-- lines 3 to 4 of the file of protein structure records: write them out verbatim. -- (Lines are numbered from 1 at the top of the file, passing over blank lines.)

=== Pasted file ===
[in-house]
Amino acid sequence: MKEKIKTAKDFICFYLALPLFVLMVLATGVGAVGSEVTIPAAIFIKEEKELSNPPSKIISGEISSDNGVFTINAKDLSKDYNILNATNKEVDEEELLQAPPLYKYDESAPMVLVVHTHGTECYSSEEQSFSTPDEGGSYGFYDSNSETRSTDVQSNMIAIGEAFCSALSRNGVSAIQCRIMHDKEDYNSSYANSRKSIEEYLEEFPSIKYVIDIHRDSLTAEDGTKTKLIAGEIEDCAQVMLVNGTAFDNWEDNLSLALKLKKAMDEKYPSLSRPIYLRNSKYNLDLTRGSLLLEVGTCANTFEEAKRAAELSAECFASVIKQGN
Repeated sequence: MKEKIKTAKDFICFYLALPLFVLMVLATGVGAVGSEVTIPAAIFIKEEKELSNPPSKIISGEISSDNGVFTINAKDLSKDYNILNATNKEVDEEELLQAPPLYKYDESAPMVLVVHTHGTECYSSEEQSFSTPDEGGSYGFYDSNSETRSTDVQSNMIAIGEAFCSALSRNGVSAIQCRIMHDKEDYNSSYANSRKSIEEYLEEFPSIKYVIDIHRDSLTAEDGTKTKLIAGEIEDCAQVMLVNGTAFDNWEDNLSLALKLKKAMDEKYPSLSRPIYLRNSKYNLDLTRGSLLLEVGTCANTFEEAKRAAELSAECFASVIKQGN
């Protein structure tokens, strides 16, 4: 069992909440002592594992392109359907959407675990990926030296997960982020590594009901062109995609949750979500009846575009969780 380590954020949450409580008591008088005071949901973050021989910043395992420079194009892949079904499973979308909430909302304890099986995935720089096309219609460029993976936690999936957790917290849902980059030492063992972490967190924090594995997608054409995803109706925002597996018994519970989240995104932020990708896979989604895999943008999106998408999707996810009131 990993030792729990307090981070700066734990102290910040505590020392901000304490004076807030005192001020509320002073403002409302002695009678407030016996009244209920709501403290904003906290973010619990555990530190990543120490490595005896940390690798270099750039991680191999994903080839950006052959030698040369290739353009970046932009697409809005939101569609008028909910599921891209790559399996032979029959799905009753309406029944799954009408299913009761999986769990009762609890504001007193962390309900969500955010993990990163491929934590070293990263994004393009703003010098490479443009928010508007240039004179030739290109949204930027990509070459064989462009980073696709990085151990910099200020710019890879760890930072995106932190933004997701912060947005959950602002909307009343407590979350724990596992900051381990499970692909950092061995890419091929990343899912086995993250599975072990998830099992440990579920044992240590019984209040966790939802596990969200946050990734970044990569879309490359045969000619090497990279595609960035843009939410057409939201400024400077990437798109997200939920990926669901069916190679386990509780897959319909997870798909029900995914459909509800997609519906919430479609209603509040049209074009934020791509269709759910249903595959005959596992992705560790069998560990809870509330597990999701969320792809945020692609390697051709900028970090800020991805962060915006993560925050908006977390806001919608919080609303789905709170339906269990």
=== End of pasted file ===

Repeated sequence: MKEKIKTAKDFICFYLALPLFVLMVLATGVGAVGSEVTIPAAIFIKEEKELSNPPSKIISGEISSDNGVFTINAKDLSKDYNILNATNKEVDEEELLQAPPLYKYDESAPMVLVVHTHGTECYSSEEQSFSTPDEGGSYGFYDSNSETRSTDVQSNMIAIGEAFCSALSRNGVSAIQCRIMHDKEDYNSSYANSRKSIEEYLEEFPSIKYVIDIHRDSLTAEDGTKTKLIAGEIEDCAQVMLVNGTAFDNWEDNLSLALKLKKAMDEKYPSLSRPIYLRNSKYNLDLTRGSLLLEVGTCANTFEEAKRAAELSAECFASVIKQGN
């Protein structure tokens, strides 16, 4: 069992909440002592594992392109359907959407675990990926030296997960982020590594009901062109995609949750979500009846575009969780 380590954020949450409580008591008088005071949901973050021989910043395992420079194009892949079904499973979308909430909302304890099986995935720089096309219609460029993976936690999936957790917290849902980059030492063992972490967190924090594995997608054409995803109706925002597996018994519970989240995104932020990708896979989604895999943008999106998408999707996810009131 990993030792729990307090981070700066734990102290910040505590020392901000304490004076807030005192001020509320002073403002409302002695009678407030016996009244209920709501403290904003906290973010619990555990530190990543120490490595005896940390690798270099750039991680191999994903080839950006052959030698040369290739353009970046932009697409809005939101569609008028909910599921891209790559399996032979029959799905009753309406029944799954009408299913009761999986769990009762609890504001007193962390309900969500955010993990990163491929934590070293990263994004393009703003010098490479443009928010508007240039004179030739290109949204930027990509070459064989462009980073696709990085151990910099200020710019890879760890930072995106932190933004997701912060947005959950602002909307009343407590979350724990596992900051381990499970692909950092061995890419091929990343899912086995993250599975072990998830099992440990579920044992240590019984209040966790939802596990969200946050990734970044990569879309490359045969000619090497990279595609960035843009939410057409939201400024400077990437798109997200939920990926669901069916190679386990509780897959319909997870798909029900995914459909509800997609519906919430479609209603509040049209074009934020791509269709759910249903595959005959596992992705560790069998560990809870509330597990999701969320792809945020692609390697051709900028970090800020991805962060915006993560925050908006977390806001919608919080609303789905709170339906269990």